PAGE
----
I was in an angst mood. This is the result. Reviews are love!
He hated this.
The tailored gray waistcoat tugged at Wyatt Cain's shoulders as he stood with his hands behind his back, feet apart, staring straight ahead. Behind him stood a hundred Tin Men of the restored realm, at attention, all of them dressed in the same gray coat, the same gray slacks, and the same dark blue vests over the same crisp white shirts. All had bared their heads as a sign of respect upon entering the massive Great Hall of the Northern Palace, holding the hats that completed the uniforms in front of them.
The dampness still clung to him from the light shower that had fallen on the mourners at the cemetery and he could feel the cold leaching into his soul. It didn't take him long to realize it had nothing to do with the fact that he was wet.
To his left, Glitch sniffled and Cain allowed himself to shift slightly to give his friend a sympathetic and reassuring look. The advisor was taking it hard. His eyes were red-rimmed and he seemed to be on the verge of breaking down again. Raw had stepped in at the funeral to provide comfort, though Cain had gone so far as to lay a warm hand on his friend's shoulder. It was all he could do.
And he hated that he couldn't do more.
To his right, Raw was taking the whole thing with respectful sadness. He had not been embedded with the Royal Family as long as Glitch, but like Cain, he had found himself tied forever to them by an unlikely friendship. His fate was linked to this family. He experienced their joys and pains, pleasures and pitfalls.
And boy, had they hit a pitfall.
Queen Orianah had passed on into the void, quietly and peacefully, after seeing the light restored to her homeland. And so the torch had to be passed on.
The huge hall was crowded with loyal subjects of the Realm. Being the Head of the Royal Guard and Captain of the Tin Men, Cain, along with Glitch and Raw, had been one of the first to enter, as Cain had left the security to some of his men. Now, nearly two hours later, it finally seemed that the last of the mourners were being escorted in. The humidity didn't help as the heat from so many bodies in one place began to drive the temperature up. A bead of sweat trailed its way down his spine and he gritted his teeth.
The air became even thicker as he heard the doors slam behind him. With an anxiousness and foreboding that he didn't permit to show, Cain focused his attention on the ornate staircase that ran to the floors above, looking to the man that had just descended to the large dais.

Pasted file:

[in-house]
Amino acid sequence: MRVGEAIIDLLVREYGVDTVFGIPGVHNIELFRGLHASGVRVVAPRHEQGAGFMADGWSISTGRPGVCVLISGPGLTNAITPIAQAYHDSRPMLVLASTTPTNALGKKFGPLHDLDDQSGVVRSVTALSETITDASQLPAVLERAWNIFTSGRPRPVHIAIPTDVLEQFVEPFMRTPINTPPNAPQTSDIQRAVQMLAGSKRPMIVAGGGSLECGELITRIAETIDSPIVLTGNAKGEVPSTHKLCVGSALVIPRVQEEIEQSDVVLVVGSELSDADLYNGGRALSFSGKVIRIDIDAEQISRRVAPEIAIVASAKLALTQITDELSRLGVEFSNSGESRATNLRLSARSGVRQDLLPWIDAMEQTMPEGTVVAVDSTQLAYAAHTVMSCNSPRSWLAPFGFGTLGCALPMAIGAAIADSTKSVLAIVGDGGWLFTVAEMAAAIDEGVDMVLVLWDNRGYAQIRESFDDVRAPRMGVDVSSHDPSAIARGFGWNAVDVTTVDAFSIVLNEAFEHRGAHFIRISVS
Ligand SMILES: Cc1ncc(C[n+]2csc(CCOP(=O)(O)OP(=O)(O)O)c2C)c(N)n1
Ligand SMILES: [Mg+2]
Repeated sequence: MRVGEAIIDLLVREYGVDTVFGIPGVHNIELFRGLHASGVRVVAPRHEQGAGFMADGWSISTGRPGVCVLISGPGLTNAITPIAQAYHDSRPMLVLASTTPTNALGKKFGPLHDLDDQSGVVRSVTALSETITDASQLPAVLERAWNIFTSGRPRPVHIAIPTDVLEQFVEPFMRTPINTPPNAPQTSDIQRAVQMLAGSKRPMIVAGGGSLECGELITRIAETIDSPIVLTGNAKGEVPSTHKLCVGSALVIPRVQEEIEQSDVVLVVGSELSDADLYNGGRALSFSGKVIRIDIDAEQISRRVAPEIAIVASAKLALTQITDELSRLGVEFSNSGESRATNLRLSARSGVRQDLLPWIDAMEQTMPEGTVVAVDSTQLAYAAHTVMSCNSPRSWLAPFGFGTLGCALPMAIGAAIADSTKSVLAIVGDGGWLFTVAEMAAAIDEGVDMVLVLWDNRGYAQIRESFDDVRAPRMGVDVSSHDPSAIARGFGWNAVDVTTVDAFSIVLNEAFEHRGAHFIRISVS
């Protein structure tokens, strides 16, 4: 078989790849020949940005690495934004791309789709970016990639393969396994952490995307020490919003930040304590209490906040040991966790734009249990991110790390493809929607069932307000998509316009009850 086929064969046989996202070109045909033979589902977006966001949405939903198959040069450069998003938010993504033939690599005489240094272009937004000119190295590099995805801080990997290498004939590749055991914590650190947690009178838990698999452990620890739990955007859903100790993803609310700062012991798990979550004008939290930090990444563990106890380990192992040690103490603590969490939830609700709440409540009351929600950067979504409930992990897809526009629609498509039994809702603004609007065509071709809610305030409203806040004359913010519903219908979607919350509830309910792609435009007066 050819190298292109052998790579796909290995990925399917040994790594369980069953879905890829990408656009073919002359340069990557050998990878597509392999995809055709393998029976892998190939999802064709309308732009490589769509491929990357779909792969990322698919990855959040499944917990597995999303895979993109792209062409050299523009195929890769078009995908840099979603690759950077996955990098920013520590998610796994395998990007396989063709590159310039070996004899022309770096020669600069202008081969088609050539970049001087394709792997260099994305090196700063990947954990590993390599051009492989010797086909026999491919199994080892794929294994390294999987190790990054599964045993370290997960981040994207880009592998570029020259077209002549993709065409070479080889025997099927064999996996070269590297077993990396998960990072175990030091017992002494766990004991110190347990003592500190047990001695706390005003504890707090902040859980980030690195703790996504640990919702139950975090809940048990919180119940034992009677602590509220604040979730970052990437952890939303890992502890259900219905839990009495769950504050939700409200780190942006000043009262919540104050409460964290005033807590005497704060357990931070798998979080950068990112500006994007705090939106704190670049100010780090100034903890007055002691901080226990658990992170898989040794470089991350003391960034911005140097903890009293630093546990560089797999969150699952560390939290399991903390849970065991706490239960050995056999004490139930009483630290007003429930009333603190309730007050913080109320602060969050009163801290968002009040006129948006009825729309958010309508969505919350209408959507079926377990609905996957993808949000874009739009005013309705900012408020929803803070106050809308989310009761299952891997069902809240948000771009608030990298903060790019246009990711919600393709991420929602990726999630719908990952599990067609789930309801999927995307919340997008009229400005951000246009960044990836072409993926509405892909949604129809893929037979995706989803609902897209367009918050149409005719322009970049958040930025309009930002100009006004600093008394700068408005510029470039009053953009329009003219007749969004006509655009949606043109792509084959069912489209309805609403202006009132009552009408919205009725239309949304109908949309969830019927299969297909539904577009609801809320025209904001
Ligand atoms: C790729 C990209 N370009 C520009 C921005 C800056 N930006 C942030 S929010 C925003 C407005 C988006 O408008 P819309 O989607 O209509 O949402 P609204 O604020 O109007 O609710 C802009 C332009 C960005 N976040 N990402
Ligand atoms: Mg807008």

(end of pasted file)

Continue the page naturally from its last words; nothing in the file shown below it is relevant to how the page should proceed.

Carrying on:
A pang of sympathy pierced Cain as he watched Ahamo. The man seemed frail and small, not at all like the robust man that had met them in a dive in the Realm of the Unwanted. He was drawn and careworn, as if all of the years he had managed to seemingly escape had caught up with him in a single day. He was pale and the dark suit that he wore hung from his shoulders. It had only been a week, but Cain was sure that the man had dropped twenty pounds. Cain understood the other man's pain all too well.
He almost couldn't stand it, but he gritted his teeth. Gods, he hated this.
When Ahamo spoke, there was wateriness to his voice, but it rang true to the back of the hall. Cain listened as he spoke, thanking the people of the O.Z. for their kindness and their prayers. He heard Ahamo as he spoke of the past and how it should be remembered, but how it was time to look to the future as well.
And Cain felt his stomach drop a little bit more.
There was silence in the hall as the two figures began to descend from the floors above. Both wore simple white gowns that fell to the floor. The two dark-haired princesses reached the dais at the same time, standing tall and regal as they turned to face their subjects. Princess Azkadellia and Princess DG were about to inherit their birthright. He swallowed hard.
DG stood as still as a marble statue, drawing herself up as high as her petite frame would allow. There was a bearing there, an acceptance of the heavy mantle that was being thrust upon her.
She had become distant over the past week, and at first it hadn't bothered Cain. The young woman had jumped in to the proceedings admirably. Ahamo had been in no fit condition and Azkadellia was fighting her own demons. But DG had taken the reins, notifying important people of the O.Z., setting dates and schedules, and arranging the funeral. He had figured it was all just to keep her busy.
But after a few days, Cain began to get discouraged as she brushed Glitch aside when he tried to help, or when she ignored Raw when he tried to say a comforting word. Cain tried approaching her once or twice as well, but found DG impatiently excusing herself and quickly departing. It was as if she had turned into a machine, unfeeling and efficient as she prepared to take over the thrown.